Plastics in the Human Placenta

Microplastics found in human placentas, what this means for our future. 

Microplastics are particles of plastic which are smaller than five millimeters in size, which are formed by the deconstruction of plastic objects which are present in the environment. These plastics can lead to an increased exposure of other chemicals that can be linked to a variety of health problems, some of which are “reproductive harm and obesity, [and] issues such as organ problems and developmental delays in children”, from the Washington Post. This issue is extremely pertinent as on average, humans consume “39,000 to 52,000 microplastic particles a year”, from GIbbens.

New research conducted in January of 2021, provides evidence that microplastics have been found inside of a human placenta, for the first time. Due to the nature of microplastics and their ability to be endocrine disruptors, they will result in long term health effects in humans, and it is worrisome they are being found in human placentas. In the study written by Svelato, six placentas were analyzed by Raman Microspectroscopy, and the results indicated the presence of microplastics. After further analysis by Raman Microspectroscopy, 12 microplastic fragments, which ranged in size, were found in four of the six placentas. The microplastics themselves were irregularly shaped, and each of them were pigmented.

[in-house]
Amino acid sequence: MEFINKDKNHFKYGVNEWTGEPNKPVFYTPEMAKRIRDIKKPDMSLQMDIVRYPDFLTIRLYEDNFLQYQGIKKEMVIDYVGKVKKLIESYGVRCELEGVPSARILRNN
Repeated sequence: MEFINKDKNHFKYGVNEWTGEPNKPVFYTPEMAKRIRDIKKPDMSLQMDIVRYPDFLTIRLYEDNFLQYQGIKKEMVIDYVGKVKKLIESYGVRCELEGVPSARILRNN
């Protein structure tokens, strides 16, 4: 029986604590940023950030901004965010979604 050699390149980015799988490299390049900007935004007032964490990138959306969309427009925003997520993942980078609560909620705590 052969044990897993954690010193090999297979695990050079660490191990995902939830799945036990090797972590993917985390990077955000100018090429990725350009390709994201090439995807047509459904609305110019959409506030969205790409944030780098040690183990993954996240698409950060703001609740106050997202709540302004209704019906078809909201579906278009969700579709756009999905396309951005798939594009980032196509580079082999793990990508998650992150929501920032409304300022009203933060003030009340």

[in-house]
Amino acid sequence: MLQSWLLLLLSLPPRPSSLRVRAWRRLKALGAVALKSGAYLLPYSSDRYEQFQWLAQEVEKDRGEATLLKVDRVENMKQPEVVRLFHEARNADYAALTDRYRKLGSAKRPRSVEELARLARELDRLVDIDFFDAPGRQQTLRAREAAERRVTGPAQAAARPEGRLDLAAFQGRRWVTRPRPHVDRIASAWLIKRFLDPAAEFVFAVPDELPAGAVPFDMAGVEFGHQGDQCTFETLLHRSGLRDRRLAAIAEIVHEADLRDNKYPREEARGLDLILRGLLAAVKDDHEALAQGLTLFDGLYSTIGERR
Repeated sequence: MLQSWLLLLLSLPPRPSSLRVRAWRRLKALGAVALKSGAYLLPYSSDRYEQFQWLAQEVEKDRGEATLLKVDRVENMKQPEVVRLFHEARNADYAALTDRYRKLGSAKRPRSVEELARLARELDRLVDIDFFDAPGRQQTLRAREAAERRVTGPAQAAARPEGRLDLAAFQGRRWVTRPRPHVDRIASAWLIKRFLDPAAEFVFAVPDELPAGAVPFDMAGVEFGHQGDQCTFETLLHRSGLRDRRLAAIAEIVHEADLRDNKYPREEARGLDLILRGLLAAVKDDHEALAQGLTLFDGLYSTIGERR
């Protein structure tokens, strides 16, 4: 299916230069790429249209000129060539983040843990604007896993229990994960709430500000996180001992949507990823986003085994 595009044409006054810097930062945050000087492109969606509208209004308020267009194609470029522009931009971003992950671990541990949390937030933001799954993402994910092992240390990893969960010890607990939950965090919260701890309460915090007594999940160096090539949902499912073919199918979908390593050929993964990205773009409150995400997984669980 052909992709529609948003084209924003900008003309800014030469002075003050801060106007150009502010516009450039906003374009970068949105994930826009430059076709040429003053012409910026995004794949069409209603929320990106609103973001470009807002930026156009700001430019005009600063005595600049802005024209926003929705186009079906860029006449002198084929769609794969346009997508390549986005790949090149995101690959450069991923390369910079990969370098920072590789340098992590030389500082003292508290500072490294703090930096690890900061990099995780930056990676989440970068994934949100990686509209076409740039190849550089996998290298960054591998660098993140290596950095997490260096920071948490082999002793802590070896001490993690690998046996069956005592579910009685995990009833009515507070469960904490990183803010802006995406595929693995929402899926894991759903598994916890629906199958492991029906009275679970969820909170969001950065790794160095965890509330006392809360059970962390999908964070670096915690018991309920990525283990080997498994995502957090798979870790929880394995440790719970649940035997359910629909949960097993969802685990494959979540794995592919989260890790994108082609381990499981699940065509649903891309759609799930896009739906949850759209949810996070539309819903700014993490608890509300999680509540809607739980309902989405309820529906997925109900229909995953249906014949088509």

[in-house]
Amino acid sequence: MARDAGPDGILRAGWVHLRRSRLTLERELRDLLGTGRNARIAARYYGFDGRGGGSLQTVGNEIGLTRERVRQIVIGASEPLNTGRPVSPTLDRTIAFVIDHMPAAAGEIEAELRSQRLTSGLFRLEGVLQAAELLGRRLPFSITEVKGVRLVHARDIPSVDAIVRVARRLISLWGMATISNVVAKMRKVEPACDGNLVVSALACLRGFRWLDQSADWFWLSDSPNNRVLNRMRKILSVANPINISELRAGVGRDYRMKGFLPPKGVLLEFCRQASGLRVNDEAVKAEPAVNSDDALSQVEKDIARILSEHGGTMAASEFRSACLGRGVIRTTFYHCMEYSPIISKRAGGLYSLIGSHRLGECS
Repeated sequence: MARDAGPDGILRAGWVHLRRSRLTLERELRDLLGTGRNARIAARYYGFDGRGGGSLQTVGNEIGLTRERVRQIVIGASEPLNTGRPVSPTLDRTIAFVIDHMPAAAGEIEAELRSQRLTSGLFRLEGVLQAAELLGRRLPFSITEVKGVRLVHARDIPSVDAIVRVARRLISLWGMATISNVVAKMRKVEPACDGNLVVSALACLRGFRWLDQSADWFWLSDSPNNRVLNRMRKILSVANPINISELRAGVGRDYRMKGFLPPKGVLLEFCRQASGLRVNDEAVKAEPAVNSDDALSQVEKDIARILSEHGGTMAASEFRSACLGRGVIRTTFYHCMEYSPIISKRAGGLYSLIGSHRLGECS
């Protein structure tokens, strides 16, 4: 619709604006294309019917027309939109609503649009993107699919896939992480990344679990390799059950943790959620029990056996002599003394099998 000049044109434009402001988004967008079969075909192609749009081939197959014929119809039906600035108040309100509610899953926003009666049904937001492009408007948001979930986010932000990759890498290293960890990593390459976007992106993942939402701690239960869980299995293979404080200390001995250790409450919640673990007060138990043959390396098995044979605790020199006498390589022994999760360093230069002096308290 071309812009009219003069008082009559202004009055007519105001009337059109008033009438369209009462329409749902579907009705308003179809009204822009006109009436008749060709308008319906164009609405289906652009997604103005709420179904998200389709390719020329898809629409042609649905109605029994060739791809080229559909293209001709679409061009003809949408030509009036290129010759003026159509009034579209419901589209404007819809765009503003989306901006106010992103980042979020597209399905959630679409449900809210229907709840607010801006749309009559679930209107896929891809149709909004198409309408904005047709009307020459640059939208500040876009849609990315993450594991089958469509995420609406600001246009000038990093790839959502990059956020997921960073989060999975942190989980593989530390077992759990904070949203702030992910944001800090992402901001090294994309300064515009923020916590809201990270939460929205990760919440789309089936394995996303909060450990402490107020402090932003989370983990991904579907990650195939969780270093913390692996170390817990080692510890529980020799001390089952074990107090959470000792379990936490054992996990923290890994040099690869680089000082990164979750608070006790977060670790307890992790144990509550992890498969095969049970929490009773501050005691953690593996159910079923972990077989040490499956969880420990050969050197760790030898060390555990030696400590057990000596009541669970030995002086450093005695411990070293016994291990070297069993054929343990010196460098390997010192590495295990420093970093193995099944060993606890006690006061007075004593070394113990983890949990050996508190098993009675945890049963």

The results are worrisome when looking towards the future, as Svelato has concluded in the “last century, the global production of plastics has reached 320 million tons (Mt) per year)”, bringing about not only deteriorating human health, but also large environmental impacts such as microplastics and plastics in general being found in oceans. The fact that these microplastics were discovered in the placental tissue is a catalyst for deeper analysis on the human “immunological mechanism of self-tolerance”. This mechanism is used by the immune system to recognise the antigens that are self-produced as non-threatening, but also the immune system must take action on an appropriate response to foreign substances that should not be found in humans; for example microplastics. 

This study suggests that the implications of an industrial world is that human health is beginning to, and will continue to (without significant action), deteriorate. This poses a large threat to our wellbeing and we must work towards reducing our plastic usage, as we are seeing the effects of our consumption on our future generations. 

Works Cited

Gibbens, Sarah. “You Eat Thousands of Bits of Plastic Every Year.” Environment, 5 June 2019, http://www.nationalgeographic.com/environment/2019/06/you-eat-thousands-of-bits-of-plastic-every-year/.

Ragusa, Antonio, et al. “Plasticenta: First Evidence of Microplastics in Human Placenta.” Environment International, Pergamon, 2 Dec. 2020, http://www.sciencedirect.com/science/article/pii/S0160412020322297.

Reports, Consumer. “You’re Literally Eating Microplastics. How You Can Cut down Exposure to Them.” The Washington Post, WP Company, 7 Oct. 2019, http://www.washingtonpost.com/health/youre-literally-eating-microplastics-how-you-can-cut-down-exposure-to-them/2019/10/04/22ebdfb6-e17a-11e9-8dc8-498eabc129a0_story.html. 

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